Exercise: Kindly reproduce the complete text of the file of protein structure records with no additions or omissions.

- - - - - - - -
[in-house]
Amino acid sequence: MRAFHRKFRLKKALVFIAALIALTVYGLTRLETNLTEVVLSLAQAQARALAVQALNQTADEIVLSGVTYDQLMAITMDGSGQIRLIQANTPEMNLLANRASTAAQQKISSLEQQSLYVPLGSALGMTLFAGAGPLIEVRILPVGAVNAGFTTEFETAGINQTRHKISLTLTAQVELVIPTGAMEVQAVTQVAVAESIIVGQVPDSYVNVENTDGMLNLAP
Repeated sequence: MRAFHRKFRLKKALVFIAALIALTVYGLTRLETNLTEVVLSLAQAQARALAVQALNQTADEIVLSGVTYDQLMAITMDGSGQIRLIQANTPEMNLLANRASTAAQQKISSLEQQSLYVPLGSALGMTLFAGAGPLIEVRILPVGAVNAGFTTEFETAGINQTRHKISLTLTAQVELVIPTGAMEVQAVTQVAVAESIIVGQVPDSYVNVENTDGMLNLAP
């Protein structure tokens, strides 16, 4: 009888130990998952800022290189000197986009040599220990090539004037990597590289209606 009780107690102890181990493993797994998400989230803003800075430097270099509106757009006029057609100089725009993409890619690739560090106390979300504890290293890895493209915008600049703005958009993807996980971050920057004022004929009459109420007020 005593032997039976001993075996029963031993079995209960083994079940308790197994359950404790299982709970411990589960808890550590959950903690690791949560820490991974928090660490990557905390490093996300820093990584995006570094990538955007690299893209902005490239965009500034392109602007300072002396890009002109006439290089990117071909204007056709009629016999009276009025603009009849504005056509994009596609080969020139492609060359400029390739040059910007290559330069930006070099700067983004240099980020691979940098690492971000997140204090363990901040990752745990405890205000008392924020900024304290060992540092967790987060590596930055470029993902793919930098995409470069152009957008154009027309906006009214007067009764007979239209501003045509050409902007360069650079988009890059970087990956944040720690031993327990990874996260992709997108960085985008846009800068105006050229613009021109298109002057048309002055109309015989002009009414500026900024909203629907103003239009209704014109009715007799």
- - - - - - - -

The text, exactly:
[in-house]
Amino acid sequence: MRAFHRKFRLKKALVFIAALIALTVYGLTRLETNLTEVVLSLAQAQARALAVQALNQTADEIVLSGVTYDQLMAITMDGSGQIRLIQANTPEMNLLANRASTAAQQKISSLEQQSLYVPLGSALGMTLFAGAGPLIEVRILPVGAVNAGFTTEFETAGINQTRHKISLTLTAQVELVIPTGAMEVQAVTQVAVAESIIVGQVPDSYVNVENTDGMLNLAP
Repeated sequence: MRAFHRKFRLKKALVFIAALIALTVYGLTRLETNLTEVVLSLAQAQARALAVQALNQTADEIVLSGVTYDQLMAITMDGSGQIRLIQANTPEMNLLANRASTAAQQKISSLEQQSLYVPLGSALGMTLFAGAGPLIEVRILPVGAVNAGFTTEFETAGINQTRHKISLTLTAQVELVIPTGAMEVQAVTQVAVAESIIVGQVPDSYVNVENTDGMLNLAP
């Protein structure tokens, strides 16, 4: 009888130990998952800022290189000197986009040599220990090539004037990597590289209606 009780107690102890181990493993797994998400989230803003800075430097270099509106757009006029057609100089725009993409890619690739560090106390979300504890290293890895493209915008600049703005958009993807996980971050920057004022004929009459109420007020 005593032997039976001993075996029963031993079995209960083994079940308790197994359950404790299982709970411990589960808890550590959950903690690791949560820490991974928090660490990557905390490093996300820093990584995006570094990538955007690299893209902005490239965009500034392109602007300072002396890009002109006439290089990117071909204007056709009629016999009276009025603009009849504005056509994009596609080969020139492609060359400029390739040059910007290559330069930006070099700067983004240099980020691979940098690492971000997140204090363990901040990752745990405890205000008392924020900024304290060992540092967790987060590596930055470029993902793919930098995409470069152009957008154009027309906006009214007067009764007979239209501003045509050409902007360069650079988009890059970087990956944040720690031993327990990874996260992709997108960085985008846009800068105006050229613009021109298109002057048309002055109309015989002009009414500026900024909203629907103003239009209704014109009715007799």